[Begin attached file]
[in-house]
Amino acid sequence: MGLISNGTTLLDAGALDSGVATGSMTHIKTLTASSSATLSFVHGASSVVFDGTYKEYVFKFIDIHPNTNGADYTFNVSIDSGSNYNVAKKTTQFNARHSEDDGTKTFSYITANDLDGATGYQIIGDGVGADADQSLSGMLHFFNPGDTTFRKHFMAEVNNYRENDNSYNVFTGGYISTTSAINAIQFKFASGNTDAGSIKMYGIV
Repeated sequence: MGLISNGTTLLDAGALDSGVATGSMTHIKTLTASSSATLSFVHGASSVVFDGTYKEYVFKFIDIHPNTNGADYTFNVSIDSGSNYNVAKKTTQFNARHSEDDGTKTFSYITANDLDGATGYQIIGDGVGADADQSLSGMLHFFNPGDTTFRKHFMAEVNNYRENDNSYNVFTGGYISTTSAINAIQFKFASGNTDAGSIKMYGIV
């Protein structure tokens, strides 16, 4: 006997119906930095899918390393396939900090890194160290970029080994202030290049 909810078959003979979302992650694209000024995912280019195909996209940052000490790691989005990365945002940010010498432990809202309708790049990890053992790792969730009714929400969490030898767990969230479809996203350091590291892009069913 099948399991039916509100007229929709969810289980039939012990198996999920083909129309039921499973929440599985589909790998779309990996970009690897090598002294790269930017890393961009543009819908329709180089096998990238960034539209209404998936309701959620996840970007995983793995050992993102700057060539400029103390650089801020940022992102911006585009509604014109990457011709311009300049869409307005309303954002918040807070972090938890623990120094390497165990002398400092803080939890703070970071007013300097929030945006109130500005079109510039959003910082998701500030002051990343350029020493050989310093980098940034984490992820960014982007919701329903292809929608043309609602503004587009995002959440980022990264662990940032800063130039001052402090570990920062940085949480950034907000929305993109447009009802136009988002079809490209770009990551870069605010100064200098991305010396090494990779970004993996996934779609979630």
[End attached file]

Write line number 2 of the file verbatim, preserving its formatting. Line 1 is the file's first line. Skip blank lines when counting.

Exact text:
Amino acid sequence: MGLISNGTTLLDAGALDSGVATGSMTHIKTLTASSSATLSFVHGASSVVFDGTYKEYVFKFIDIHPNTNGADYTFNVSIDSGSNYNVAKKTTQFNARHSEDDGTKTFSYITANDLDGATGYQIIGDGVGADADQSLSGMLHFFNPGDTTFRKHFMAEVNNYRENDNSYNVFTGGYISTTSAINAIQFKFASGNTDAGSIKMYGIV